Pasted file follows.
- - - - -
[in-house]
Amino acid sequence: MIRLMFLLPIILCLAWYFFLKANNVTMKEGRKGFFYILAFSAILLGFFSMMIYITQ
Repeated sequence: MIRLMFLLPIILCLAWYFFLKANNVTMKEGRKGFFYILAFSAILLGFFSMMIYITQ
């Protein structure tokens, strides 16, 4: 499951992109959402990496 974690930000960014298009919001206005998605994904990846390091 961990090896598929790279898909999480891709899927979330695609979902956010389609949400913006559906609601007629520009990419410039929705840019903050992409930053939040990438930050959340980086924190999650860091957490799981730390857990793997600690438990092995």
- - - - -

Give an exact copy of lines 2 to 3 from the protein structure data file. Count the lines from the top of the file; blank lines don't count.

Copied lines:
Amino acid sequence: MIRLMFLLPIILCLAWYFFLKANNVTMKEGRKGFFYILAFSAILLGFFSMMIYITQ
Repeated sequence: MIRLMFLLPIILCLAWYFFLKANNVTMKEGRKGFFYILAFSAILLGFFSMMIYITQ